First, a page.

It’s been a rollercoaster of a sporting weekend. Full disclosure-I didn’t get to witness much of the playoff at Scottsdale, owing to a small game of football that started at the same time. Tom Brady has that effect on me though. I digress…
We saw the good and bad in the Middle East. We sadly didn’t see Tiger get past Friday morning, let alone the weekend. Not making the cut is one thing, but having your body give up on you like this is excruciating to watch. Surely, it will get to the stage where people will give up on watching Tiger like this. The youth, as they have no attachment to him in comparison to Rory or Jordan, and the elders of a certain vintage, like this writer, who can’t watch the greatest simply hack around like someone who barely deserves a tour card. I did say that the task he wanted to undertake was ambitious. Being the competitor he is, I applauded him for diving into such a packed schedule.
The caveat I had at the time has to a certain extent come true. I posed that if he got off to a bad start, that with such a short turnaround, that he would only gain negative momentum on this swing. Now, we realize that the lengthy lay off was for nothing. Aside from that, it did highlight an exceptional display from one Sergio Garcia. He has his detractors, myself included, but he put on a clinic in ball striking, showing off that generational talent he possesses. He led the field in fairway to green percentage, with a phenomenally good 82%.
He barely needed a short game! His kryptonite, his putting, wasn’t exposed, as he did everything necessary to hold Henrik Stenson at bay, which says all you need to know. Both are Tigers contemporaries, yet they still have a freedom about their swing.
They don’t possess as many majors between them, or never will, but they will be on tour playing competitive stuff for another while yet. Graeme McDowell was best of the Irish, finishing thirteenth in a strong field. The former US Open champ put in solid rounds, but errant drives foiled his charge. There is no fear of him losing a card, but for his ranking he needs more performances. Getting into the top fifty is massive for him to play WGC events, and make money for himself. He is trending upwards but is still at the behest of invites to tourneys.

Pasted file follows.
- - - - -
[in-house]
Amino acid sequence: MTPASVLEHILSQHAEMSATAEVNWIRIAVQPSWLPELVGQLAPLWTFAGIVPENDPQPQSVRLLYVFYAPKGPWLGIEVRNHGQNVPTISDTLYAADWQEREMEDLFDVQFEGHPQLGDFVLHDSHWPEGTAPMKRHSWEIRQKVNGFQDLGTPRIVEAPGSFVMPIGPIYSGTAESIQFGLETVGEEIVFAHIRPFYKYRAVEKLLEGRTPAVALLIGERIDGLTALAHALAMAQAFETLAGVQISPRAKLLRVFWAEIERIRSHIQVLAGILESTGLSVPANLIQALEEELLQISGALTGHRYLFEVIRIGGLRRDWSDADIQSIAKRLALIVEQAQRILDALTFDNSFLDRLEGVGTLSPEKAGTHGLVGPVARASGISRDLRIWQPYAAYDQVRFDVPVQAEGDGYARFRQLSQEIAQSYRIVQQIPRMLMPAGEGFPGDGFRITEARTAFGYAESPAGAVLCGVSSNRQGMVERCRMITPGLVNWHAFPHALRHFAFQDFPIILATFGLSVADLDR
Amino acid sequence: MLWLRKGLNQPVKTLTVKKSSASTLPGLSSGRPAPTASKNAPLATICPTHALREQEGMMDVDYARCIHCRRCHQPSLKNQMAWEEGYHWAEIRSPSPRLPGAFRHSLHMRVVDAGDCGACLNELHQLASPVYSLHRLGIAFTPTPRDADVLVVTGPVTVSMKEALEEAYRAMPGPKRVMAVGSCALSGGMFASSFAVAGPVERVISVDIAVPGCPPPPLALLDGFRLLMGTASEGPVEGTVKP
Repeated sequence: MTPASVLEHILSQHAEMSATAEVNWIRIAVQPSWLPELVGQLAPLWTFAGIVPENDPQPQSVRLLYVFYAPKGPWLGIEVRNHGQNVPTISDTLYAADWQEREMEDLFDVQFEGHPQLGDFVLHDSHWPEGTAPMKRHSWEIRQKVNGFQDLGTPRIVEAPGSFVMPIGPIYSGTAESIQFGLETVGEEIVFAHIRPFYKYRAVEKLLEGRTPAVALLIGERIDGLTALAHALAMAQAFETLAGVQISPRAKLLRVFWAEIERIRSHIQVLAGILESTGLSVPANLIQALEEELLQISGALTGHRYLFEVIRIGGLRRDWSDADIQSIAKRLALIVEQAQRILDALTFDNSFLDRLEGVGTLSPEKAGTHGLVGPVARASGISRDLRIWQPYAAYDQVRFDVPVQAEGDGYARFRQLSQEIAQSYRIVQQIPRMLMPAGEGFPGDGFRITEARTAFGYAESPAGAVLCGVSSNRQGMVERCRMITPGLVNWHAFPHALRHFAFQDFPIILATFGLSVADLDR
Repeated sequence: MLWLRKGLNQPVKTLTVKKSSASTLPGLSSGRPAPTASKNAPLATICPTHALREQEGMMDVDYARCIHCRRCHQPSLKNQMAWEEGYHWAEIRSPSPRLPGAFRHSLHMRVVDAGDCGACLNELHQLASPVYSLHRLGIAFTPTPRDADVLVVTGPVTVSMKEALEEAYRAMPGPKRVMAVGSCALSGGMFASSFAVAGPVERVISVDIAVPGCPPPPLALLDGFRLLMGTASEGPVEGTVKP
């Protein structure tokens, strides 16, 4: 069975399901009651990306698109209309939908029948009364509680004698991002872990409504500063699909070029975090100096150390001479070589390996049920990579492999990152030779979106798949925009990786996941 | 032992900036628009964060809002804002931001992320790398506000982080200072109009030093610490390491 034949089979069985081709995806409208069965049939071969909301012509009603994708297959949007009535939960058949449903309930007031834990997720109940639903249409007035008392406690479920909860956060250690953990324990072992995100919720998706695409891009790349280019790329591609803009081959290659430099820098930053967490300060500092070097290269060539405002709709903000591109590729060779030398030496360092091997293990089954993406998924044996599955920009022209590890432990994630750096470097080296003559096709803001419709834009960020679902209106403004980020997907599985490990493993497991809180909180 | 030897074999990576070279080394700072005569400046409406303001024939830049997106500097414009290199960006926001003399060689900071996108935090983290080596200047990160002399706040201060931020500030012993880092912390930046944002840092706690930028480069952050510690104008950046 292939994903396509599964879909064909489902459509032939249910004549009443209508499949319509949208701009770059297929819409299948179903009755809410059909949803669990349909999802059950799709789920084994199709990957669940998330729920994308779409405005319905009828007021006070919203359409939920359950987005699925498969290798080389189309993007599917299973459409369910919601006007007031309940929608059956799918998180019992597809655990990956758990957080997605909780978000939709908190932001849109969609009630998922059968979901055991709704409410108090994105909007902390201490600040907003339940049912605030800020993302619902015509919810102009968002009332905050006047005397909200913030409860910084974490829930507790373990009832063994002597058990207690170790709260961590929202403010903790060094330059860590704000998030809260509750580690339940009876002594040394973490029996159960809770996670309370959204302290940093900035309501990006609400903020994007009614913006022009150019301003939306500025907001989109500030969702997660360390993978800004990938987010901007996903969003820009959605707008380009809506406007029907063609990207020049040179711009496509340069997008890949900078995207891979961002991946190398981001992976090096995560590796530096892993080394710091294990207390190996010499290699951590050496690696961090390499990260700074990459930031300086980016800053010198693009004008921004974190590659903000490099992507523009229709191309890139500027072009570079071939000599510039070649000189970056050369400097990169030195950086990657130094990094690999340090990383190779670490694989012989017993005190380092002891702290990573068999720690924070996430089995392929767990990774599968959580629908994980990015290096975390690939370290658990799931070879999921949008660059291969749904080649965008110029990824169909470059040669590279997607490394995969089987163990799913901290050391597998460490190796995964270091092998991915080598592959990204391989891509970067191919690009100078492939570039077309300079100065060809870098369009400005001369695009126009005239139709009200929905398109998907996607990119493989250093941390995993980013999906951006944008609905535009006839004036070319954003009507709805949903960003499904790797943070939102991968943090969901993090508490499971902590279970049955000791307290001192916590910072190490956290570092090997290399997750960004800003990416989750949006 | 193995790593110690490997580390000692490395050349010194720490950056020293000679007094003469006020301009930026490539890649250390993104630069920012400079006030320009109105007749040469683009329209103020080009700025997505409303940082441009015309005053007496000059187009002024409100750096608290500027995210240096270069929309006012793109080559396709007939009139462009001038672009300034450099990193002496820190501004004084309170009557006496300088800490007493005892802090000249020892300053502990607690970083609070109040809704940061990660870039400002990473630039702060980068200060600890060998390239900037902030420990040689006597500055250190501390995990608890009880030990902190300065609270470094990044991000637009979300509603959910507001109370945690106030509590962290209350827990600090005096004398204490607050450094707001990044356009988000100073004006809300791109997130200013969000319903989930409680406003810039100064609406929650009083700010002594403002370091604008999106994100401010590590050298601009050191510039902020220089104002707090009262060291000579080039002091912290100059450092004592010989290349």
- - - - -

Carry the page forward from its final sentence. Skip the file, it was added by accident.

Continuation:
Paul Dunne on the other hand is just concentrating on holding on to his card, as he makes cuts and shows decent form. On to Scottsdale, and speaking of men that need a rankings boost, we turn to Offaly’s own.
Shane Lowry put in a decent weeks work, finishing in the top twenty in a packed field, including many of the world top fifty. This is the magic marker that Lowry must ascent to. He hit the lofty heights of world number nineteen only six months ago. Sadly, the US Open has had a damaging effect on him, and he needs to turn it around. More success leads to higher standards, and Irish golf is at such a great footing now, that we are moreish for others to win. And win. And win. The Waste Management serves as a great counterpoint to traditional Tour events.
The boisterous nature of the event is fantastic, even to a relative traditionalist like myself. (I’ve never been accused of being a conservative, least of all by my very self) Even though sixteen is a tad overhyped, it does have a great atmosphere. It has been scribed enough by better minds than mine, so I will park it there. Sadly, while flicking to see Matsuyama in action, cameras and microphones picked up the dumb comments that seem passible in the current climate. Not being a downer, but I do feel that anyone guilty of these should be hoisted to the nearest officer of the law and carted off for a hefty fine. It is simply not acceptable and if they really want to “grow the game” they would do well to nip this in the bud. Not being precious about all this.
Other sports suffer the same fate, but I would adopt a zero excuse policy with them too. Cheers to Hideki though. Yet another great display down the stretch, overcoming Webb Simpson, in the play off of the Waste Management. Though he gave himself enough problems with a messy up and down in regulation play.
An Byeong Hun will feel he left it after him too, adding a few shots to his round on the back nine. But he didn’t exactly do an Atlanta on it. Too soon?